Is Fish Oil Effective for Treating Postpartum Depression?

Postpartum (postnatal) depression occurs with some women after childbirth. It is a serious medical condition, which at times happens to women within the first two months after they have had a baby, miscarriage or stillbirth. You may have just had a baby and concerned with whether your down moments are more than the baby blues. Baby blues are temporary where postpartum depression can last for months.

Mother The symptoms for postnatal depression are the following:

  • Irritability
  • Difficulty concentrating
  • Hypersensitivity
  • Crying
  • Feeling stressed
  • Anger
  • Loss of interest in things around you
  • Sadness, helplessness, hopelessness, or other negative feelings
  • Fatigue
  • Difficulty sleeping
  • Changes in your appetite
  • Changes in your eating habits
  • Aches and pains in various parts of your body

You could need medical attention to cure this postpartum depression. However, many are trying alternative therapies today and fish oil is one of them. The experts do not agree on whether this oil has a beneficial effect on this depression. Let's look at the research to find out more.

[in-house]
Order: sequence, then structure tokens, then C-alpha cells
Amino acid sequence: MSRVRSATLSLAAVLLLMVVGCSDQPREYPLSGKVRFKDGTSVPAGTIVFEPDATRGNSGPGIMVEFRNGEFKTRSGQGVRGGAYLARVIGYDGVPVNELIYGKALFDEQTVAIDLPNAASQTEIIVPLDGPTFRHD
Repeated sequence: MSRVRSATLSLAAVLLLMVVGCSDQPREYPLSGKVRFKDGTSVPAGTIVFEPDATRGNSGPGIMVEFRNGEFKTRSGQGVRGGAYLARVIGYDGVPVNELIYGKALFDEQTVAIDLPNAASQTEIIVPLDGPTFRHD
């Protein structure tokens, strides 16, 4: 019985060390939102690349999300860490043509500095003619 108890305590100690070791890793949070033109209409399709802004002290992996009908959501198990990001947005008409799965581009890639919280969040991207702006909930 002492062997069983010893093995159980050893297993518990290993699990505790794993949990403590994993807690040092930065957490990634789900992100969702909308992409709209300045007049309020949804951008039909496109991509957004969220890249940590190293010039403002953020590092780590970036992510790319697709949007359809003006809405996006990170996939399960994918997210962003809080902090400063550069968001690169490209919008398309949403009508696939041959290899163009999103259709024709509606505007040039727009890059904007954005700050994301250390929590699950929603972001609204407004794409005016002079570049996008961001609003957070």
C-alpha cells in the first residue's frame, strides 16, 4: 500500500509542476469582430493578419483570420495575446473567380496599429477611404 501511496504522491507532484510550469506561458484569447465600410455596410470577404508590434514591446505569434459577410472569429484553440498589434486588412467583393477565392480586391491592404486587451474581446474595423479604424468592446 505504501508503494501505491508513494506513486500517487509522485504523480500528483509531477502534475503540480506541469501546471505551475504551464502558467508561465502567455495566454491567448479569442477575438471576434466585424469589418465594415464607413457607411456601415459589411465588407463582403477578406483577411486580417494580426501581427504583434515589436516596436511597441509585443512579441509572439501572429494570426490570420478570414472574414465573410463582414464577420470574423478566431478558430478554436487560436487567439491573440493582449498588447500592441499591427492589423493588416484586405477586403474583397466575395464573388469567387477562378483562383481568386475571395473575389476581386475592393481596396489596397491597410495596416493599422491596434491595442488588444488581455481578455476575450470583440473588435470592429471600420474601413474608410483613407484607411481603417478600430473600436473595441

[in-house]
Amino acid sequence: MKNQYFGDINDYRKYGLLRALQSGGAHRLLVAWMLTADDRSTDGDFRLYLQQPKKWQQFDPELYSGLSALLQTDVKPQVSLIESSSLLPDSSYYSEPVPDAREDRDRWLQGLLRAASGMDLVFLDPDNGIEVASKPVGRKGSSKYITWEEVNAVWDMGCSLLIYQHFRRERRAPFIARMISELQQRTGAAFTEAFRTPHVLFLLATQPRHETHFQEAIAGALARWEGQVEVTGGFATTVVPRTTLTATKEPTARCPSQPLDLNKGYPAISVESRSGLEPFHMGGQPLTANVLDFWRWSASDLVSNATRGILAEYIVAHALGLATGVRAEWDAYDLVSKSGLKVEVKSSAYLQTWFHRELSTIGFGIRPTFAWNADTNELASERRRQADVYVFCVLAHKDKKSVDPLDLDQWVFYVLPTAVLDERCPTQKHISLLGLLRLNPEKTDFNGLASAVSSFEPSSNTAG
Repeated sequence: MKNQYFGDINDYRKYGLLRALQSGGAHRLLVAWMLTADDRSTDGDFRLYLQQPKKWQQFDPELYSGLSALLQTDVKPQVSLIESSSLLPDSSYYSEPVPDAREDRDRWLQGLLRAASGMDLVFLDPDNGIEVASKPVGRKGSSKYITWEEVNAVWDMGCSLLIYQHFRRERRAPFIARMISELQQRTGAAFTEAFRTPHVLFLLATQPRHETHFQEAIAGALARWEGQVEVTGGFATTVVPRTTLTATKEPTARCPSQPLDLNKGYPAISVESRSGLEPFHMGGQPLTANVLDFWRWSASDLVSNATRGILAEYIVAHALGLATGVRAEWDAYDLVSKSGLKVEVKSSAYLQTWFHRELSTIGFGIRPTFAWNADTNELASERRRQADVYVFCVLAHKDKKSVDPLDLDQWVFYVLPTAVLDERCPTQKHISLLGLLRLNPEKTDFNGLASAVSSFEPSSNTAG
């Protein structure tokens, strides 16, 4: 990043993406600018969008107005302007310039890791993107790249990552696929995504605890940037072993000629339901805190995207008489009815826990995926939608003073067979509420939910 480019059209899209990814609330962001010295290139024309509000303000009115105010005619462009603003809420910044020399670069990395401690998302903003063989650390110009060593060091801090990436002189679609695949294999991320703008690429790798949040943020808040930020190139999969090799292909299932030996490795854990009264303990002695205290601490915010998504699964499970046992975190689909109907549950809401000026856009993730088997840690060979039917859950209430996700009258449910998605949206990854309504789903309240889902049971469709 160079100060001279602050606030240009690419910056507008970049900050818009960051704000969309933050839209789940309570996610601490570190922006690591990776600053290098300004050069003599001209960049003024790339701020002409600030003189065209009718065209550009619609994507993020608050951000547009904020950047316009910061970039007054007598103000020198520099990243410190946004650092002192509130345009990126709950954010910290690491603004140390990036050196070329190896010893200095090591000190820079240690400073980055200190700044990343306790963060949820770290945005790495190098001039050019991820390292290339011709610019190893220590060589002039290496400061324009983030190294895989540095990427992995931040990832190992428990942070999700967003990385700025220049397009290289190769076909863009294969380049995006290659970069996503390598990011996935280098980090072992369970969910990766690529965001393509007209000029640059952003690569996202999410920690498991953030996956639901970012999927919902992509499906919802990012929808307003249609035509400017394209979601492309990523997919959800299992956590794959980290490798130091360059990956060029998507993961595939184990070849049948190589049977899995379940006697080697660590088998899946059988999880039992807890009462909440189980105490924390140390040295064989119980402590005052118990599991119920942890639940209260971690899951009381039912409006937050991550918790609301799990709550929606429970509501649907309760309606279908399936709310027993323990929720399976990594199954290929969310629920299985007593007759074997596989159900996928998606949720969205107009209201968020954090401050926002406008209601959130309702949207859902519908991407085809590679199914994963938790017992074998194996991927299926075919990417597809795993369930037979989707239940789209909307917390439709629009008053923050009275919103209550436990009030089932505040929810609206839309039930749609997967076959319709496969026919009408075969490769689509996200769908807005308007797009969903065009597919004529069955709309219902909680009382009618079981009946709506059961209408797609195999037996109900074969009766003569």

Is Fish Oil Effective at Relieving Post Partum Depression?

A study, in 2010, shows that DHA supplementation is not effective in preventing postpartum depression at least in this one study. This Australian study included 2,399 women given 800mg of DHA each from the 21st week of their pregnancy and on from there.

Another study though, held in the USA, gave 52 women 300mg of DHA daily for five days each week starting with their 24th week of pregnancy. The results for this study was that the participants who took the DHA had fewer postpartum depression symptoms than the ones who took corn oil. Researchers from the University of Connecticut performed this study.